05 December 2017
In terms of units produced over the next 10 years, large turbofans account for 26.3% of the overall aero turbine market. Only turboshafts, at 23.5%, come among the other market segments. But when measured by retail value of engines delivered, the large fan segment is a whopping 67.7% of the total market, far ahead of the next nearest segment, Medium Turbofans, at just over 11%.
General Electric and its partner in CFM International—Safran—by far dominate this segment of the aero engine market. Together, they will account for 60.2% of projected revenues (in terms of estimated retail value) in the large fan sector over the next 10 years.
GE, for its part, is involved as OEM or major risk-sharing partner in no less than six of the 11 engine families in the segment (not including the notional MoM powerplant). The company's 50/50 partnership in CFMI is the primary reason for this success, however.
The new CFMI Leap is poised to take the baton from the venerable CFM56 and continue the consortium's dominance in the single-aisle jetliner propulsion market. Following in the footsteps of the CFM56, the Leap will continue CFMI's exclusivity on the Boeing 737 and will split orders for propulsion duties on the A320 family, this time doing battle with Pratt & Whitney's geared turbofan (GTF), the PW1000G instead of the International Aero Engines (IAE) V2500.
In the higher thrust sub-segment, GE has its GE90 as exclusive power-plant on the Boeing 777. Now the air-framer is working on a replacement for the Triple Seven now that the 787 Dreamliner is entering full production. The 777X exclusively will use a new engine from GE called the GE9X.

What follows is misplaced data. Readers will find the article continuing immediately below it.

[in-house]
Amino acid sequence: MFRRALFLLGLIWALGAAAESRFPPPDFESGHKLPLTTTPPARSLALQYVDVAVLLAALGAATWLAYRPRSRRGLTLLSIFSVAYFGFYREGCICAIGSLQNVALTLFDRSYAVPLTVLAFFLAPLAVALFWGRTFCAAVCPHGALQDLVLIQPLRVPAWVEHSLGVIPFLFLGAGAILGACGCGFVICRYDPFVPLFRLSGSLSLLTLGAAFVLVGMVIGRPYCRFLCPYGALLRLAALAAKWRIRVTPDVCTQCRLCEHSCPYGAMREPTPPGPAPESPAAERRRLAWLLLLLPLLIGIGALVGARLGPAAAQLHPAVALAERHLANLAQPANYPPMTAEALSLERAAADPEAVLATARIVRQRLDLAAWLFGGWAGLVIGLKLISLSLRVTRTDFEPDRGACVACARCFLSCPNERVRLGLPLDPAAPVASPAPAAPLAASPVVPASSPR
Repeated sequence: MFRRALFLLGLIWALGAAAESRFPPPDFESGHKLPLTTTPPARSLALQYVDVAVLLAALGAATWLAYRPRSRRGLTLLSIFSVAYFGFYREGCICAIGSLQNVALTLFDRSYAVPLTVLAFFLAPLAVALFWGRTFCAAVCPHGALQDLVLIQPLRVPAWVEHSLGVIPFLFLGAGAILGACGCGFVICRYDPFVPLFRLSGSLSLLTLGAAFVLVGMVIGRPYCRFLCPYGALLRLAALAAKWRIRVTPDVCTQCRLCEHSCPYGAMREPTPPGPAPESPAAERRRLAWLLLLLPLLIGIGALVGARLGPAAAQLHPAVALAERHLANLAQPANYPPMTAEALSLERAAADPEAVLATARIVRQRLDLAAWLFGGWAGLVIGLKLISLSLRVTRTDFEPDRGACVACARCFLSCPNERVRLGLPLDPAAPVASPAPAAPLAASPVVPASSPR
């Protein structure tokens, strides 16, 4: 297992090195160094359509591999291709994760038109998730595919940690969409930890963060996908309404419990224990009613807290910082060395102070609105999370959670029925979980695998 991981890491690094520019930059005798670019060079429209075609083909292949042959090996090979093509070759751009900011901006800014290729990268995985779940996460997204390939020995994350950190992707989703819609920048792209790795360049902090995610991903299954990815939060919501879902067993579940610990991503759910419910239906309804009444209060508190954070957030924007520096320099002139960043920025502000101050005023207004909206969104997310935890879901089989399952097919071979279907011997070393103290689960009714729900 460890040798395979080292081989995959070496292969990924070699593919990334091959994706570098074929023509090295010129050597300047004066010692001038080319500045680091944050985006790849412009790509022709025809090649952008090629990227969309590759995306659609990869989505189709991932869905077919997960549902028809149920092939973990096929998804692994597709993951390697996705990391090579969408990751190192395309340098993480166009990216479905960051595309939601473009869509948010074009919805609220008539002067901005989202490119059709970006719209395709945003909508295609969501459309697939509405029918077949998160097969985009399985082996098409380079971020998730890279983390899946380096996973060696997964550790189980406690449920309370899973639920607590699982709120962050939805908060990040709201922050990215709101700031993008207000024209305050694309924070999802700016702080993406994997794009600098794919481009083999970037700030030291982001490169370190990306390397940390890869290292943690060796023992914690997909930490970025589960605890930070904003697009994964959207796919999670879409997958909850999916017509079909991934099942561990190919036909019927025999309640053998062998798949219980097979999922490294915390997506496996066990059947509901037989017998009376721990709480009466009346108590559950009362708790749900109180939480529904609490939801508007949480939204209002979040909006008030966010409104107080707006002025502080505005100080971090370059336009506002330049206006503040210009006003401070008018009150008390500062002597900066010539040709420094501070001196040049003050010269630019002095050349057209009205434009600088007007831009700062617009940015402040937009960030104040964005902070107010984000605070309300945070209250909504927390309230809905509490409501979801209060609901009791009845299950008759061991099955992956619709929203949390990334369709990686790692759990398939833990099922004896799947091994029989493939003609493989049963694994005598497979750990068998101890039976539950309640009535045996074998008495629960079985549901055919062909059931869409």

As for the GEnx, it is settling in for a multi-decade competition with the Rolls-Royce Trent on the Dreamliner. The GE engine also has a monopoly on the 747-8 to bolster the bottom line, although this will slowly evaporate during the next decade.
Adding to all of this—helping GE achieve a 36.4% share of the overall large fan new-build revenues over the next decade—are the legacy CF6, with an average production of about 34 units per annum, and GE's share in the GP7200 (winding down), built by the "everybody but Rolls" consortium, Engine Alliance.
Safran achieves its second-place 23.8% share of the large fan market without being an OEM on a single engine. Primary, of course, is the French company's involvement in CFMI on the CFM56 and Leap. But Snecma also has a piece of the action on the CF6, GE90 (and likely the GE9X) and GP7200.
Following in third ranking, at almost 13% of the market, is Rolls-Royce with its single offering in the segment, the Trent. Three of the five applications for the big British fan (A330neo, A350, and 787) will remain in series production during the next 10 years. Only the Trent-powered A340 and 777 have finished production. Even though requirements for the A380 and A330ceo are winding down, the A350 will more than pick up the slack in the out-years.
Pratt & Whitney has improved its position in the large fan market—to surpass Rolls—with the introduction of the innovative PW1000G. (It must be noted that a slice of GTF production, that for the Mitsubishi MRJ and Embraer E-Jets, is accounted for in our Medium Turbofans segment.) The company's position further has been bolstered by the buyout of Rolls' share in the IAE joint venture. Adding in the proceeds from the older PW2000 and PW4000 will give Pratt a 15.9% share of the market.